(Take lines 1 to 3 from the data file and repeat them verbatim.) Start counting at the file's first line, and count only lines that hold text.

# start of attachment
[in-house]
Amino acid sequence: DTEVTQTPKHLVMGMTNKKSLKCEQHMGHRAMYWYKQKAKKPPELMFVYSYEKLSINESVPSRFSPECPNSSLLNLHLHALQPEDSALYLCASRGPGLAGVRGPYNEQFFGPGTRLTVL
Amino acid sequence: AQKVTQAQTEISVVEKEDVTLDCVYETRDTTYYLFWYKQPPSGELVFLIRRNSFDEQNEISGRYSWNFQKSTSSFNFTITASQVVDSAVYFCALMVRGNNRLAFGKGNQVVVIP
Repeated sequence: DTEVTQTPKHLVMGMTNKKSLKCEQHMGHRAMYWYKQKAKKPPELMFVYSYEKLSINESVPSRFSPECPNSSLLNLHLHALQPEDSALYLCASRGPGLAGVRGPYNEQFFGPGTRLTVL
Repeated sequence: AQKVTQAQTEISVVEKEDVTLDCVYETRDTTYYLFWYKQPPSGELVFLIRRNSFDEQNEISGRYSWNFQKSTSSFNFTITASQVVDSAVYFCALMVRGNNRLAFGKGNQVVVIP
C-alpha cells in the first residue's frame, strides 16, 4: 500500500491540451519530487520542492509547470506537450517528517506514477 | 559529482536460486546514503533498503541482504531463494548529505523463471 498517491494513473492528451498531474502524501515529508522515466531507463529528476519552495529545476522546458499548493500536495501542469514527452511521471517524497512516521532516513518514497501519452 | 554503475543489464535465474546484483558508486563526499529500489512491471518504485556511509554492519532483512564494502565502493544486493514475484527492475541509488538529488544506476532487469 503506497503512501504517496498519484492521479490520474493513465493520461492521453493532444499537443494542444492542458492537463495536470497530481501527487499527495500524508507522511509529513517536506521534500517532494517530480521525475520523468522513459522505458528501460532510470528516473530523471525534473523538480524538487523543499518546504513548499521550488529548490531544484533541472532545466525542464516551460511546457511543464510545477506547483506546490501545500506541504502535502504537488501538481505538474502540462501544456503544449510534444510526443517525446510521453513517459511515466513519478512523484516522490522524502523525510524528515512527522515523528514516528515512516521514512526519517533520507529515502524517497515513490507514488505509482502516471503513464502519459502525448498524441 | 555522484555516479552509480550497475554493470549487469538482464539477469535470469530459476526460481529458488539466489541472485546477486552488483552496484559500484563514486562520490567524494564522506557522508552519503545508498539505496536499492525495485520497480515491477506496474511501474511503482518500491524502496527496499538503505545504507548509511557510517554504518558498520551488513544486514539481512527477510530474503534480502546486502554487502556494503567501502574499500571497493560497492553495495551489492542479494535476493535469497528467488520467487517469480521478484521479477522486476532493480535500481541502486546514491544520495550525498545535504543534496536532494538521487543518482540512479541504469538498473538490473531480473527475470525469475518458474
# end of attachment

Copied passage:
[in-house]
Amino acid sequence: DTEVTQTPKHLVMGMTNKKSLKCEQHMGHRAMYWYKQKAKKPPELMFVYSYEKLSINESVPSRFSPECPNSSLLNLHLHALQPEDSALYLCASRGPGLAGVRGPYNEQFFGPGTRLTVL
Amino acid sequence: AQKVTQAQTEISVVEKEDVTLDCVYETRDTTYYLFWYKQPPSGELVFLIRRNSFDEQNEISGRYSWNFQKSTSSFNFTITASQVVDSAVYFCALMVRGNNRLAFGKGNQVVVIP